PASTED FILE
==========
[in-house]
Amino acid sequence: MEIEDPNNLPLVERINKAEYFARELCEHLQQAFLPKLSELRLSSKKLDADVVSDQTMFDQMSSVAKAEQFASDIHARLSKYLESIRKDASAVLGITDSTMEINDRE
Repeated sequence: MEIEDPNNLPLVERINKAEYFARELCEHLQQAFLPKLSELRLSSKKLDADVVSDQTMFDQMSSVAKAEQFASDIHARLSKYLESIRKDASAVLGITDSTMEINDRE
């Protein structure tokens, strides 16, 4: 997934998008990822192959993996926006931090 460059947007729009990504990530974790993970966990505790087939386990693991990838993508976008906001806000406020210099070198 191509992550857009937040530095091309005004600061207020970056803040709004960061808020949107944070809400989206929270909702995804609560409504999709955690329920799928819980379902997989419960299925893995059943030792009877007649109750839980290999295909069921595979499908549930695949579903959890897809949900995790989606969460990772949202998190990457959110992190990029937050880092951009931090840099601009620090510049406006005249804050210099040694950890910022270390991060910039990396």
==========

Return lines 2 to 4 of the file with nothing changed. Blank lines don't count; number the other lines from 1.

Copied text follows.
Amino acid sequence: MEIEDPNNLPLVERINKAEYFARELCEHLQQAFLPKLSELRLSSKKLDADVVSDQTMFDQMSSVAKAEQFASDIHARLSKYLESIRKDASAVLGITDSTMEINDRE
Repeated sequence: MEIEDPNNLPLVERINKAEYFARELCEHLQQAFLPKLSELRLSSKKLDADVVSDQTMFDQMSSVAKAEQFASDIHARLSKYLESIRKDASAVLGITDSTMEINDRE
């Protein structure tokens, strides 16, 4: 997934998008990822192959993996926006931090 460059947007729009990504990530974790993970966990505790087939386990693991990838993508976008906001806000406020210099070198 191509992550857009937040530095091309005004600061207020970056803040709004960061808020949107944070809400989206929270909702995804609560409504999709955690329920799928819980379902997989419960299925893995059943030792009877007649109750839980290999295909069921595979499908549930695949579903959890897809949900995790989606969460990772949202998190990457959110992190990029937050880092951009931090840099601009620090510049406006005249804050210099040694950890910022270390991060910039990396």